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Employers welcome increase in health-tax exemption threshold

Employers with payrolls up to $1 million will now be exempt from paying a health tax on their payroll
Jeff Bray, executive director of the Downtown Victoria Business Association, says the group had asked for the threshold to be raised to $1.5 million, but raising it to $1 million is still a positive move. DARREN STONE, TIMES COLONIST

The biggest bonus to small businesses in B.C. in Thursday’s budget was an increase to the threshold at which employers become exempt from paying a health tax on their payroll.

As of Jan. 1 of this year, the total payroll to qualify for the exemption moved up to $1 million from $500,000.

The annual tax on an employer’s remuneration came into effect after the province eliminated premiums paid by individuals for the Medical Services Plan.

To recoup that money, the province introduced the employer health tax, exempting only employers with payrolls of less than $500,000. It came into effect in 2019, prompting an outcry from businesses.

Finance Minister Katrine Conroy said the tax change means 90 per cent of businesses will now be exempt, noting small businesses have been squeezed by rising inflation and high interest rates.

Business groups didn’t get all that they had asked for, but are welcoming the increase in the payroll threshold.

Jeff Bray, executive director Downtown Victoria Business Association, said the group had asked for the threshold to be raised to $1.5 million, but raising it to $1 million is still a positive move. “It will make a difference for lots of small and medium-sized businesses, so we applaud that.”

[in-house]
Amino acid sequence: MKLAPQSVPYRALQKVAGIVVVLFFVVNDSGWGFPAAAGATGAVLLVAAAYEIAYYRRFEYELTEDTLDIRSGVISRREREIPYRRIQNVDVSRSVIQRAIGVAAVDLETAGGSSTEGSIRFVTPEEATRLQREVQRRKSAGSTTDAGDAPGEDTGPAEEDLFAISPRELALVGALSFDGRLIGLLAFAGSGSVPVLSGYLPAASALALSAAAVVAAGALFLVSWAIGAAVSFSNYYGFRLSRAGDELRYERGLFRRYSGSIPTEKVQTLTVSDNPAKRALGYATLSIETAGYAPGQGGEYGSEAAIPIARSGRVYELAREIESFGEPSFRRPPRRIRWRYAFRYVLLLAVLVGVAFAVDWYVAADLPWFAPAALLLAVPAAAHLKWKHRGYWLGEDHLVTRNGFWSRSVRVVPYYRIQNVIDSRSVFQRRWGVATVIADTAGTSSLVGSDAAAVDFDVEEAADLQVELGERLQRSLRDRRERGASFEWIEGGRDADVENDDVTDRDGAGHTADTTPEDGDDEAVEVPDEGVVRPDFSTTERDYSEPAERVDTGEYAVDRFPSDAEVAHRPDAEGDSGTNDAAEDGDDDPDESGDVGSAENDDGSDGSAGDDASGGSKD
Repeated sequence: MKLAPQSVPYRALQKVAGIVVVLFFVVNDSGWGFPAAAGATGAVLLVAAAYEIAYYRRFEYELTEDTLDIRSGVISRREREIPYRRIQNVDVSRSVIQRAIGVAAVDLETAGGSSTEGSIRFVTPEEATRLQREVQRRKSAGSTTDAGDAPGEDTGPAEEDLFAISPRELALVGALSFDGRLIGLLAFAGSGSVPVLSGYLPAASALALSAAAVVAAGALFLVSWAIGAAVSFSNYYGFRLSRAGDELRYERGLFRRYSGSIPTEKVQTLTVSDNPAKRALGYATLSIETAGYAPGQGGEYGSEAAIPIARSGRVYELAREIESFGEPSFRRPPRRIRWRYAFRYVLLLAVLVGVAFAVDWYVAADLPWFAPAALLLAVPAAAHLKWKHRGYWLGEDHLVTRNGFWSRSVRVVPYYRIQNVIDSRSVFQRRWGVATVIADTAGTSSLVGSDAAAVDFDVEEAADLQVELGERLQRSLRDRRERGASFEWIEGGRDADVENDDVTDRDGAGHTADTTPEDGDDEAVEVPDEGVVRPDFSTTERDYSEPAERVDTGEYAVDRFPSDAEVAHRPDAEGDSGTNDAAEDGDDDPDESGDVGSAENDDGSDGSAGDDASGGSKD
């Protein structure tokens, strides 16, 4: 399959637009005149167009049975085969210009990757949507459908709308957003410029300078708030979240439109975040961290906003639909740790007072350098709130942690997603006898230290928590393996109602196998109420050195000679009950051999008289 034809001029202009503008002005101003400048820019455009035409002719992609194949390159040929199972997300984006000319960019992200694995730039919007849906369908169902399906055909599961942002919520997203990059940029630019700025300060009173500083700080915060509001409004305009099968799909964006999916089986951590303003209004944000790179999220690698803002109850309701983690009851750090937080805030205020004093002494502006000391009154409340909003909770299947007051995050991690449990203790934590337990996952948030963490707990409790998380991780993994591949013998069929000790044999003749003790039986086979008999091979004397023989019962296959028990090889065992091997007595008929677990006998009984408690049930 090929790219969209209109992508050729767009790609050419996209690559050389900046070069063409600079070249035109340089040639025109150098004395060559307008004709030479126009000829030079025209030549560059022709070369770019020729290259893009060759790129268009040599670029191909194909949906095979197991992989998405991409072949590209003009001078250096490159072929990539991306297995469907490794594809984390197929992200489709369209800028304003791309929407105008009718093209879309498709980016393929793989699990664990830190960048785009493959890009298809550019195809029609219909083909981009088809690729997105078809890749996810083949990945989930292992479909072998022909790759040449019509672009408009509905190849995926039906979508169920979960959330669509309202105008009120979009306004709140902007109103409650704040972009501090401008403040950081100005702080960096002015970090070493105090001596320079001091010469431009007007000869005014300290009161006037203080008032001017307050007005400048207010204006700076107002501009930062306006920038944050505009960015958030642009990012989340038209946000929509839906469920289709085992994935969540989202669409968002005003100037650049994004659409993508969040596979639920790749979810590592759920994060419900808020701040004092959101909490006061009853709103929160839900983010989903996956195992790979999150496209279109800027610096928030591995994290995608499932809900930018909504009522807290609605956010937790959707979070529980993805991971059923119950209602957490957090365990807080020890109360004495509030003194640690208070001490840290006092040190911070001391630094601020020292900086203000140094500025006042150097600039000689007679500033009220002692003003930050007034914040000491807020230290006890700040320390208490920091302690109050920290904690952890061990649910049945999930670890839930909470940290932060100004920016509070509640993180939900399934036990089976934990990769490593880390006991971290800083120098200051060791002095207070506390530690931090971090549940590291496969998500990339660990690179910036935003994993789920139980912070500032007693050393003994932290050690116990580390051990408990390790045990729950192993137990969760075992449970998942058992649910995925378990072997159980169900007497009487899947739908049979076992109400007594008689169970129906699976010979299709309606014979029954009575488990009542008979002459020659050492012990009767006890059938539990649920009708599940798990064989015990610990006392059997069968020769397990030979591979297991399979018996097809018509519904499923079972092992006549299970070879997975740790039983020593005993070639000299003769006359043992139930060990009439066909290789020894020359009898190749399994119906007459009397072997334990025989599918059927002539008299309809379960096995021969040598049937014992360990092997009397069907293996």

The move shows the government recognized the tax burden on businesses, Bray said.

Ken Peacock, senior vice-president and chief economist of the Business Council of B.C., said anything to reduce payroll and hiring costs will help small and medium-sized businesses.

Peacock said there’s been “very, very weak” private-sector job growth in B.C. over the past several years compared with other provinces, which he blames, in part, on the “rapid increase” in payroll costs since 2017, including the employer health tax.

Peacock said he would have preferred to see broader-based tax cuts through all industry sectors.

“This is really only going to benefit the smaller operators. I think we are in a circumstance where we really need to encourage job growth and investment right across the economy.”

Bruce Williams, chief executive of the Greater Victoria Chamber of Commerce, said he welcomed the increased exemption, saying the organization had called for a higher exemption since the tax was first introduced.

The Chamber would like to see the exemption increased to $2 million to include even more businesses, he said.

“The experience in other provinces has shown we can expect an increase in productivity as employers have more room to increase wages and promote staff,” Williams said.

“A healthy economy needs new jobs to come from the private sector and not be so reliant on adding more government workers. Reducing the burden on business is a smart investment.”

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